The route of the voyages of Zheng He's fleet, including Majapahit ports.

In 1498, there was a turning point when Girindrawardhana was deposed by his vice-regent, Udara. After this coup, the war between Demak and Daha receded, since Raden Patah, Sultan of Demak, left Daha alone like his father had done before, some source said Udara agreed to become a vassal of Demak, even marrying Raden Patah's youngest daughter.

Demak came under the leadership of Raden (later crowned as Sultan) Patah, who was acknowledged as the legitimate successor of Majapahit. According to Babad Tanah Jawi and Demak tradition, the source of Patah's legitimacy was because their first sultan, Raden Patah, was the son of Majapahit king Brawijaya V with a Chinese concubine. Another argument supports Demak as the successor of Majapahit; the rising Demak sultanate was easily accepted as the nominal regional ruler, as Demak was the former Majapahit vassal and located near the former Majapahit realm in eastern Java.

Maka kaluar dangan parhiasannya orang barbaju-rantai ampat puluh sarta padangnya barkupiah taranggos sakhlat merah, orang mambawa astenggar ampat puluh, orang mambawa parisai sarta padangnya ampat puluh, orang mambawa dadap sarta sodoknya sapuluh, orang mambawa panah sarta anaknya sapuluh, yang mambawa tumbak parampukan barsulam amas ampat puluh, yang mambawa tameng Bali bartulis air mas ampat puluh.

...tall and handsome, lavishly adorned, and they have richly caparisoned horses. They use krises, swords, and lances of many kinds, all inlaid with gold. They are great hunters and horsemen—the horse had stirrups all inlaid with gold and inlaid saddles, which are not to be found anywhere else in the world. The Javanese lords are so noble and exalted that there is no nation to compare with them over a wide area in these parts. They have their head shorn—half tonsured—as a mark of beauty, and they always run their hands over their hair from the forehead upwards unlike what European did. The lords of Java are revered like gods, with great respect and deep reverence.

This quotation comes from Sutasoma canto 139, stanza 5. The full stanza reads as follows:

Bas reliefs of Tegowangi temple, dated from Majapahit period, demonstrate the East Javanese style.

Terracotta money boxes also have been found in different shapes, such as tubular or boxes, with slits to slip coins. Another important terracotta artefact is the head figurine of a man popularly thought to be the depiction of Gajah Mada, although it is not certain about who was depicted in these figurines.

Reliefs of Panataran temple, depicting walls, gates, towers, and citizens.
Ancient red-brick canal discovered in Trowulan. Majapahit had a well-developed irrigation infrastructure.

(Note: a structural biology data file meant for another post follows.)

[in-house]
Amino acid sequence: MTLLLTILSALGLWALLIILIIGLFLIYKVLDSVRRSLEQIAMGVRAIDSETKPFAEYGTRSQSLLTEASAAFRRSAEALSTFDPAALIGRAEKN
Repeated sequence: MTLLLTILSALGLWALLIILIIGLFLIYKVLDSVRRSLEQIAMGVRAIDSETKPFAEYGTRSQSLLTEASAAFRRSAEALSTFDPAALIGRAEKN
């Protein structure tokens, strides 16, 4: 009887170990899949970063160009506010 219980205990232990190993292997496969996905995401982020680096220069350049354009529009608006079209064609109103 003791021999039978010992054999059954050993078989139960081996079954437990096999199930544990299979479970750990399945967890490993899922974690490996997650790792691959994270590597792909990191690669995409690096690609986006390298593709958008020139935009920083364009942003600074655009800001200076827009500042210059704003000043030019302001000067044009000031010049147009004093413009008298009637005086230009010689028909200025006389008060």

During his daily administration, the king is assisted by bureaucratic state officials that also included the close relatives of the kings that hold certain esteemed titles. The royal order or edict usually transmitted from the king to the high officials well to their subordinates. The officials in Majapahit courts are:

Majapahit recognise the hierarchy classifications of lands within its realm:

During the reign of Hayam Wuruk (1350–1389) there were 12 provinces of Majapahit, administered by king's close relatives:

When Majapahit entered the thalassocracy imperial phase during the administration of Gajah Mada, several overseas vassal states were included within the Majapahit sphere of influence, as a result, the new larger territorial concept was defined:

The extent of Majapahit's influence under Hayam Wuruk in 1365 according to Nagarakretagama.

The inscription, however, did not mention Majapahit's vassals in other areas around the period, such as :

During the reign of Majapahit's first two monarch — Wijaya and Jayanegara, the kingdom struggled to consolidate its rule, plagued by several rebellions. However, it was not until the reign of its third monarch — Queen Tribhuwana Tunggadewi, and her son, Hayam Wuruk — that the kingdom began to project its power overseas. Majapahit's confidence for dominance was stemmed for their economic and demographic comparative advantage; agrarian as well as a maritime nation; their large rice production, immense human resources, well-organized society, also their mastery in shipbuilding, navigation and military technology; are excellent relatively compared to their neighbours. These strengths were used by Gajah Mada to expand the kingdom's influence and building a maritime empire. This rather imperialistic outlook has projected in the way he forcefully dealt with Majapahit's neighbours; the Pabali (conquest of Bali, 1342–1343) and the Pasunda Bubat (1356). Majapahit pulled Bali into their orbit as a vassal state. While the disastrous diplomacy with the Sunda kingdom has led to the enmity among them.

Within Indonesian archipelago, Majapahit saw itself as the centre of a huge mandala. This notion is demonstrated by its three-tier administrative hierarchy; Nagara Agung, Mancanegara, and Nusantara.

Celebrated as 'the golden era of the archipelago', the Majapahit empire has inspired many writers and artists (and continues to do so) to create their works based on this era or to describe and mention it. The impact of the Majapahit theme on popular culture can be seen in the following: